Campus

Governor, State Legislature Agree to Freeze Tuition and Fully Fund CUNY

By Clifford Michel

A rally outside of Governor Andrew Cuomo’s Manhattan Office; Cuomo’s administration has received massive criticism this year from CUNY advocates. Source: Kasara Hassan

A rally outside of Governor Andrew Cuomo’s Manhattan Office; Cuomo’s administration has received massive criticism this year from CUNY advocates. Source: Kasara Hassan

Tuition at CUNY will be frozen at its current rate for one year and the CUNY system will receive its $1.5 billion from the state. Legislators formally passed the final budget bills in the morning hours of April 1, ending the political showdown between the state, city, and CUNY itself.

Since Governor Andrew Cuomo unveiled his plan to shift $485 million in funds for CUNY to the city, advocates have been fighting back, concerned that the political football would result in decreased funding to the University.

“I supported rational tuition,” Cuomo said. “The Legislature disagreed with me, not to pick any house over the other.”

The tuition freeze came as a surprise to many as the CUNY Board of Trustees supported the renewal of the “rational tuition” plan, an unpopular plan amongst advocates and students that allows CUNY to increase funding at senior colleges by $300 a year.

The plan has raised tuition by more than 30% at CUNY over the last five years.

CUNY leadership has come out against Cuomo and the Legislature’s agreement, saying that tuition increases are needed in order to properly fund the University and its growth as well as settle a contract with CUNY’s professor union.

“While some additional operating funding was provided for specific programs, the loss of tuition revenue or its equivalent will impact CUNY’s ability to make needed investments in its faculty and staff at a time of record enrollment and increasing graduation rates,” CUNY Chancellor James Milliken said in a statement.

“Most significantly, of course, no funding was provided for settlement of CUNY’s labor contracts, which are all at least six years out of date,” the statement continued.

Cuomo insisted that he was in a bind when it came to pushing for an extension of the “rational tuition” plan.

“I supported rational tuition,” Cuomo said. “The Legislature disagreed with me, not to pick any house over the other.”

The state has allocated a modest increase of $85 million in funding this year, but CUNY and SUNY officials have said that $112 million ($73 million for SUNY and $39 million for CUNY) in increased funding would be needed to compensate for a tuition freeze.

While demonstrations and wide spread criticism has forced Cuomo’s administration to back off its budget shift, the administration is still pressing CUNY and SUNY to find ways to cut spending costs.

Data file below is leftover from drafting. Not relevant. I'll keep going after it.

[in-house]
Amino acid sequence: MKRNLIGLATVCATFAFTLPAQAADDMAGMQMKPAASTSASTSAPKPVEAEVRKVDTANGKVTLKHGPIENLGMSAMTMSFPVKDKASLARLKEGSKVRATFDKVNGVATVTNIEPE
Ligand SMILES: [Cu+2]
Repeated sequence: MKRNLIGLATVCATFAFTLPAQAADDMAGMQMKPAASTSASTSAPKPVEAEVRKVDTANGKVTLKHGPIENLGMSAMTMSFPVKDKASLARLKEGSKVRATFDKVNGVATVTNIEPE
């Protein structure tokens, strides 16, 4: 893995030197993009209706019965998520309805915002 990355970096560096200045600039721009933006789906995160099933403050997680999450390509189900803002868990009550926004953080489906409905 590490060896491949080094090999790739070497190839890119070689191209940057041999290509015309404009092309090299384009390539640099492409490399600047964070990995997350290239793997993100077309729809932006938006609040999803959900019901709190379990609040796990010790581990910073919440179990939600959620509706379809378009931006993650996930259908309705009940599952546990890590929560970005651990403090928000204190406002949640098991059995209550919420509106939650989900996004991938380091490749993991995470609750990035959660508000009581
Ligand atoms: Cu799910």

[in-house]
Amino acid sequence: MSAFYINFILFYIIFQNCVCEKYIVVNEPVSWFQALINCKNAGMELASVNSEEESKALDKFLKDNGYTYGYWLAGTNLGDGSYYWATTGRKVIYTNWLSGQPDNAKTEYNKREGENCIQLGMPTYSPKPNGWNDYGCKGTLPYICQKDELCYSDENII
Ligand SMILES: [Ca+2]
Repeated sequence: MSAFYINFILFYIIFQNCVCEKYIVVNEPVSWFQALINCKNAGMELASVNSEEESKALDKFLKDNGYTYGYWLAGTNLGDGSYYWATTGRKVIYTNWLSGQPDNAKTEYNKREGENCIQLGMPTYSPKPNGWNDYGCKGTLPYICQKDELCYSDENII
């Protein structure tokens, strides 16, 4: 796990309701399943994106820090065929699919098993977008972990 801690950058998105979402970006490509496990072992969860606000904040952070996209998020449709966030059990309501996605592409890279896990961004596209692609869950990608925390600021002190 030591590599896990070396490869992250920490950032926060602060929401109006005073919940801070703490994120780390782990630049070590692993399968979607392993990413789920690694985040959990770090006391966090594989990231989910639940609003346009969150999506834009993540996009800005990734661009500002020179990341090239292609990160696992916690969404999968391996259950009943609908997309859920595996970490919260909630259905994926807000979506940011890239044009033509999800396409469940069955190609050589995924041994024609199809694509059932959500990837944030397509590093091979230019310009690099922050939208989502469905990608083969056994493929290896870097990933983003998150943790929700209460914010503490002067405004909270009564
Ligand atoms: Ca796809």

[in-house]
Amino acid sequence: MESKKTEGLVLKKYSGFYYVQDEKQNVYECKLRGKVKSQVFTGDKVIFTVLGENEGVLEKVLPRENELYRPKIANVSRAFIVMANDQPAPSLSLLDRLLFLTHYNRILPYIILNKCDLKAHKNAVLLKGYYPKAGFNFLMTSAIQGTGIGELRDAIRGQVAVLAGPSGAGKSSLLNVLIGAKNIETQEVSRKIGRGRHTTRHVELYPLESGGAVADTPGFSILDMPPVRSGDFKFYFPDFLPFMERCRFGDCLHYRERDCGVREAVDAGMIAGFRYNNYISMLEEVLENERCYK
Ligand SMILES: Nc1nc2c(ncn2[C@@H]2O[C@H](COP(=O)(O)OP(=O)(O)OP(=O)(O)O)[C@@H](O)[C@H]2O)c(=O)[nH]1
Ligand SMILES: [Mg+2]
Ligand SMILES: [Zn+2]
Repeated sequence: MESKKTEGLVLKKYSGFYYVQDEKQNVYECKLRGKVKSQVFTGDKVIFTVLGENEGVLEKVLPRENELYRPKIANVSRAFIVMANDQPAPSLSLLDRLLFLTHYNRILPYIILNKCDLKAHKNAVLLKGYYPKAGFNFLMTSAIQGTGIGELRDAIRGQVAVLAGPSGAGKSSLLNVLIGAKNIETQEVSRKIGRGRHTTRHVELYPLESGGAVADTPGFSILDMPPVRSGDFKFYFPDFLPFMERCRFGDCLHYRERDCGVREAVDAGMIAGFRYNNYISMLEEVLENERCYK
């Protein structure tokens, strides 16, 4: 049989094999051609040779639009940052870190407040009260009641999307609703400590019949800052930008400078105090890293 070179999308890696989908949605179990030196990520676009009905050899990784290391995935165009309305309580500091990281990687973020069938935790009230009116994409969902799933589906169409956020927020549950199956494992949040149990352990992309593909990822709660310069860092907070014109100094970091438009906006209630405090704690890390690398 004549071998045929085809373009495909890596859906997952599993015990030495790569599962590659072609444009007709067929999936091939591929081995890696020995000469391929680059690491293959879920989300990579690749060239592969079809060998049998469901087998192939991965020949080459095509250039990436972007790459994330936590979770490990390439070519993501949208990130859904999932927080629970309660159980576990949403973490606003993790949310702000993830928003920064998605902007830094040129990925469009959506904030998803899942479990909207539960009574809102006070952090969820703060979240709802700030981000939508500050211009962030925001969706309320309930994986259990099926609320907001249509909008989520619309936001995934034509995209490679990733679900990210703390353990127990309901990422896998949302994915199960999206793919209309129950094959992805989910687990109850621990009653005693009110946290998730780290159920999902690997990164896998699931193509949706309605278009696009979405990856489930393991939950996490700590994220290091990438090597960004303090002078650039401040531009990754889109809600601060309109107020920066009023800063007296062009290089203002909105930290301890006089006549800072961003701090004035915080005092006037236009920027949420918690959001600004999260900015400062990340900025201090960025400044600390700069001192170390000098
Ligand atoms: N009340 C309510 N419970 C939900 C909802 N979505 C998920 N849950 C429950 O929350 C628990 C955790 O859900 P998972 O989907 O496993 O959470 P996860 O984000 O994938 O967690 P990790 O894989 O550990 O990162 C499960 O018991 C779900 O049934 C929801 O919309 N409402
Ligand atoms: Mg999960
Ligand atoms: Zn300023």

James Malatras, Cuomo’s state operations director, told the New York Daily News, that the funding feud was meant to incentivize CUNY to save money. Malatras cited a Cuomo backed plan to merge multiple CUNY and SUNY operations, which was almost immediately rejected.

“Sometimes the only way to get somebody interested in doing something is to put a little financial skin in the game,” Malatras said.

In Cuomo’s original proposal for CUNY, the Governor promised to allocate $240 million to settle CUNY’s labor contract with the Public Staff Congress, which represents the University’s professors.

While CUNY said that the cost of settling the contract, which has been expired for six years, is upwards of $300 million, both the University and the PSC advocated for the payment.

“There’s no money for it specifically,” said Robert Mujica, state budget director, according to Politico New York. PSC-CUNY President Barbara Bowen was critical of the last-minute budget deal, saying that not supporting professors and the small increase of $85 million will negatively affect students.

“The budget fails to include any back-pay for CUNY employees and appears to include inadequate funds to replace revenue that would otherwise have come from increased tuition,” Bowen wrote. “While we welcome the elimination of yet another year of tuition increases, a budget that fails to replace needed funds ultimately shortchanges CUNY students.”

The budget deal comes after heavy lobbying from different groups who vehemently opposed the budget shift. CSI students have been heavily involved in demonstrations as well.

At “CUNY Rising”—a huge demonstration that took place in front of Governor Cuomo’s office on March 10 featuring a coalition of labor groups, students, and CUNY supporters—more than two dozen members of the CSI community participated.

“It feels good to see a lot of people come together and fight for good causes,” said Jomayra Clardy, a freshman at CSI.

— Additional reporting by Kasara Hasan

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